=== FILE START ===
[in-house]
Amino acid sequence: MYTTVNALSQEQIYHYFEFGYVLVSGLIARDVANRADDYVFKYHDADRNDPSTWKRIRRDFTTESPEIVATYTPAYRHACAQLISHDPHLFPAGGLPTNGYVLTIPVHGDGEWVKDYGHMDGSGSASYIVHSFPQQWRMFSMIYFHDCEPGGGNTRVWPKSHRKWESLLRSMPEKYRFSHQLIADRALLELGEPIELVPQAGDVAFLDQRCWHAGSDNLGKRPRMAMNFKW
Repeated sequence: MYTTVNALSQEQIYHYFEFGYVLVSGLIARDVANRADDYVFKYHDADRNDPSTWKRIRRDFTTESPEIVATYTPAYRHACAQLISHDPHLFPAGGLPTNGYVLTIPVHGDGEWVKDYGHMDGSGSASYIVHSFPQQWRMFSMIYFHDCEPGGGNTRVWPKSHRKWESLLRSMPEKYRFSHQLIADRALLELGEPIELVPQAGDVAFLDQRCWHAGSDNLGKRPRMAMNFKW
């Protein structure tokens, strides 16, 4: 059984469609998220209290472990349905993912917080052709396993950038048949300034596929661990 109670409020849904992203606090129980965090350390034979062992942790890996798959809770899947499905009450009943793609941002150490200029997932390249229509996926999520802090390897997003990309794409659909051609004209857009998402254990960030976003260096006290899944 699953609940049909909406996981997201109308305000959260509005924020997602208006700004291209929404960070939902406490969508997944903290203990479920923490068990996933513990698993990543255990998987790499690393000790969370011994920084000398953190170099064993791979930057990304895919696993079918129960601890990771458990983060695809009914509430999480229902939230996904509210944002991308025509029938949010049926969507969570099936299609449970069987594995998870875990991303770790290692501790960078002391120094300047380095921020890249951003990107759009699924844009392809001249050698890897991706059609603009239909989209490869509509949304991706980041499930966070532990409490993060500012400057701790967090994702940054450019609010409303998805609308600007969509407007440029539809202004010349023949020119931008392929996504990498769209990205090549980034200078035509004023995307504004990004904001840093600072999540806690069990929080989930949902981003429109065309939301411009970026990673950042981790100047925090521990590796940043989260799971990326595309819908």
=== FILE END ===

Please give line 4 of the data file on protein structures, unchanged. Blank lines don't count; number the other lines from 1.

């Protein structure tokens, strides 16, 4: 059984469609998220209290472990349905993912917080052709396993950038048949300034596929661990 109670409020849904992203606090129980965090350390034979062992942790890996798959809770899947499905009450009943793609941002150490200029997932390249229509996926999520802090390897997003990309794409659909051609004209857009998402254990960030976003260096006290899944 699953609940049909909406996981997201109308305000959260509005924020997602208006700004291209929404960070939902406490969508997944903290203990479920923490068990996933513990698993990543255990998987790499690393000790969370011994920084000398953190170099064993791979930057990304895919696993079918129960601890990771458990983060695809009914509430999480229902939230996904509210944002991308025509029938949010049926969507969570099936299609449970069987594995998870875990991303770790290692501790960078002391120094300047380095921020890249951003990107759009699924844009392809001249050698890897991706059609603009239909989209490869509509949304991706980041499930966070532990409490993060500012400057701790967090994702940054450019609010409303998805609308600007969509407007440029539809202004010349023949020119931008392929996504990498769209990205090549980034200078035509004023995307504004990004904001840093600072999540806690069990929080989930949902981003429109065309939301411009970026990673950042981790100047925090521990590796940043989260799971990326595309819908």